Sonos has carved out a niche for itself in streaming music. For years it's produced audio systems that take the tunes stored on your computer or network hard drive and pipe them around your house. There are plenty of other companies that do this, but Sonos products have earned a reputation for good audio quality and ease of use.
The trouble is that quality costs. Sonos' latest product, the Play 3, is an attempt to attract more people to its products. At around £260, it's roughly £100 cheaper than its bigger brother, the Play 5, formerly called the S5.
Easy to set up
For anyone familiar with the Play 5, the Play 3 is basically the same, but slightly smaller. For everyone else, here's how it works. If you have your music stored on a PC or Mac, you install the Sonos software on your computer, connect the Play 3 to your home network, click through a few on-screen prompts and that's it. The software scans your computer for music, and, if you use iTunes to keep everything in one place, it imports things like playlists.
The only small niggle is that, if you're planning to connect the Play 3 to your network wirelessly, you'll need to buy something called a Sonos Bridge for £40, as the Play 3 doesn't support Wi-Fi. The Sonos Bridge plugs into your router.
None of Sonos' equipment uses a standard Wi-Fi connection, relying instead on a different technology, mesh networking. The advantage of this is that the wireless connection should be less prone to interference, something which plagues most streaming systems that use Wi-Fi. So, even if your Wi-Fi connection drops out, your music should keep playing -- in theory at least.
We installed our Play 3 upstairs, connecting it, via the Ethernet port at the rear and a powerline network adapter, to our router downstairs. This worked perfectly and meant we didn't need the Sonos Bridge.
iPhone and Android apps
There's absolutely no reason to buy the dedicated remote, as the apps are all excellent. Using them, you can search your library, add individual tracks to a queue of music, play Internet radio stations and more. Volume and mute buttons sit atop the Play 3, but, to control everything else, you need to use an app or the Sonos remote.
Despite being titchy, the Play 3 produces a big sound. There's no stereo effect whatsoever, but, bearing in mind that the whole box isn't much bigger than a digital radio, the audio is surprisingly clear, with none of the tinniness you'd typically associate with systems of this size. The audio isn't hi-fi quality, of course, but we reckon most people would be perfectly happy with the sound the Play 3 produces when stashed away in the corner of their bedroom or office.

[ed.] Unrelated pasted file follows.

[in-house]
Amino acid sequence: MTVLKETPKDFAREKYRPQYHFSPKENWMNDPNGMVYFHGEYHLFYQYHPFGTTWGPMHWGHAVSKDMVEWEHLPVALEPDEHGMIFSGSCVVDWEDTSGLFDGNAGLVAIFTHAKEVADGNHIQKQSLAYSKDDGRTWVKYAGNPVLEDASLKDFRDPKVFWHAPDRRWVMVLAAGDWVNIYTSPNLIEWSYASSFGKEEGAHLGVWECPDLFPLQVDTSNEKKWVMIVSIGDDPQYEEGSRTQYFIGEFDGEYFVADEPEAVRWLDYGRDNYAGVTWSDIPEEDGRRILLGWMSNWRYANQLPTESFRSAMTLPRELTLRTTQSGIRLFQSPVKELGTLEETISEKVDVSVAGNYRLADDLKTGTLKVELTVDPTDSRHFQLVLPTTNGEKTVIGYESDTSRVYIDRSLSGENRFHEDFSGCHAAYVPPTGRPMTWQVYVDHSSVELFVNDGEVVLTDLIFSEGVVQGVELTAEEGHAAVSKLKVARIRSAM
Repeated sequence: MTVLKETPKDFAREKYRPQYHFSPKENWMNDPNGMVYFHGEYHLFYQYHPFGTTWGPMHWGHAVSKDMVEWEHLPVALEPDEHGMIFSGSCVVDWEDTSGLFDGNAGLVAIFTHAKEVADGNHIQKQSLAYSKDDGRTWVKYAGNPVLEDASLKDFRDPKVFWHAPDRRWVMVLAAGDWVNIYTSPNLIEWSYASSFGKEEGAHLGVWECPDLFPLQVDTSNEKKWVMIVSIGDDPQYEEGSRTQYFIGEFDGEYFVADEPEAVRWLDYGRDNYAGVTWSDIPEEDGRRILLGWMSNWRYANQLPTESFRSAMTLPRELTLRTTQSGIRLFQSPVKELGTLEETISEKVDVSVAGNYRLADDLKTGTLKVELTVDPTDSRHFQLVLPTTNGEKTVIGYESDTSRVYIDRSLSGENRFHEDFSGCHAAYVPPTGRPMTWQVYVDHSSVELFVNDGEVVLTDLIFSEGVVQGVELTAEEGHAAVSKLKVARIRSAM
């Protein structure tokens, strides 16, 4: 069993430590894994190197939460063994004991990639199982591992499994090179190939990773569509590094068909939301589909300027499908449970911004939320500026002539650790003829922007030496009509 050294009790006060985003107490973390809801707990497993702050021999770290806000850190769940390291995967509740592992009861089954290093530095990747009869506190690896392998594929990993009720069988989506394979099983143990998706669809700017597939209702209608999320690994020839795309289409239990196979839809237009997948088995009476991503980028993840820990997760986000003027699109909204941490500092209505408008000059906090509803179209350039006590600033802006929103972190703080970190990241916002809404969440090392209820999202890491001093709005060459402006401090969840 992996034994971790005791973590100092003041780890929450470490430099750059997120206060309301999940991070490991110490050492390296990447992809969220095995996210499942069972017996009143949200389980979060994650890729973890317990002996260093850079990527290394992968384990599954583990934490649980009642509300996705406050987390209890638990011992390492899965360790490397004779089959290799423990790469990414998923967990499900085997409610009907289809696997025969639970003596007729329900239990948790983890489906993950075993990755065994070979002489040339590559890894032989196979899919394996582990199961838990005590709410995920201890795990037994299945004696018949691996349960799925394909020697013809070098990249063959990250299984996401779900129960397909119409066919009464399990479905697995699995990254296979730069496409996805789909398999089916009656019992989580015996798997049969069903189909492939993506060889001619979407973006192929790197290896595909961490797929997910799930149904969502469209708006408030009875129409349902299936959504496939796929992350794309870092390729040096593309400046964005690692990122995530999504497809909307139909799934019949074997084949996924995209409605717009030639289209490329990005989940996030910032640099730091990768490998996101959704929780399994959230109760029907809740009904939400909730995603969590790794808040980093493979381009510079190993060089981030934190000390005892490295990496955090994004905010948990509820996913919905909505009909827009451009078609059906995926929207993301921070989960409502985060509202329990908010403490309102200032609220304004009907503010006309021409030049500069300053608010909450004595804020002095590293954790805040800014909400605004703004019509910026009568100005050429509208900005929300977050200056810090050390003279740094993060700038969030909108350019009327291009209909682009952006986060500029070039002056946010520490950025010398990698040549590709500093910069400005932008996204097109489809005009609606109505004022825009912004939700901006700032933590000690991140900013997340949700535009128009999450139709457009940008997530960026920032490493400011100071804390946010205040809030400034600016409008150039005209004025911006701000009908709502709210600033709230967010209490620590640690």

It's possible to buy another Play 3, lay both on their sides, and set them up so that one acts as the left speaker, and the other as the right. But that would be expensive and slightly miss the point of this sleek, clutter-free system.
Sonos and Spotify
One of the cool things about the Sonos system is that it works with Spotify without the need for a computer. Providing you're a Spotify Premium subscriber, you just enter your log-in credentials and you can search for music and listen to any playlists you've created or shared on the service. This system works very well indeed, providing you have a working Internet connection. The Play 3 also supports plenty of other music services, such as Napster and our parent company's very own Last.fm.
Another cool thing about the Sonos system is that you can play different music in different rooms of the house, or the same song in every room. You allocate each player to a zone, and then you can control what's playing and the volume it's playing at via the Sonos app or remote control.
Sonos vs Apple
When you can pay £80 for an Apple AirPort Express, which gives you the ability to stream music from a computer to a hi-fi, plus the ability to control it via an iPhone or iPad, the £250 that Sonos is asking for the Play 3 seems expensive. But it depends on what you need. AirPort Express doesn't currently let you play different songs in different rooms, and it relies on a normal Wi-Fi connection, which is more prone to drop-outs.
If you're serious about multi-room music, Sonos equipment remains the way to go. The Play 3 doesn't sound as good as its bigger brother, the Play 5, so, if you have an extra £100 lying around, we'd recommend going for that instead. Otherwise, the Play 3 is a great, straightforward way of piping music around the house. It comes highly recommended.
Edited by Charles Kloet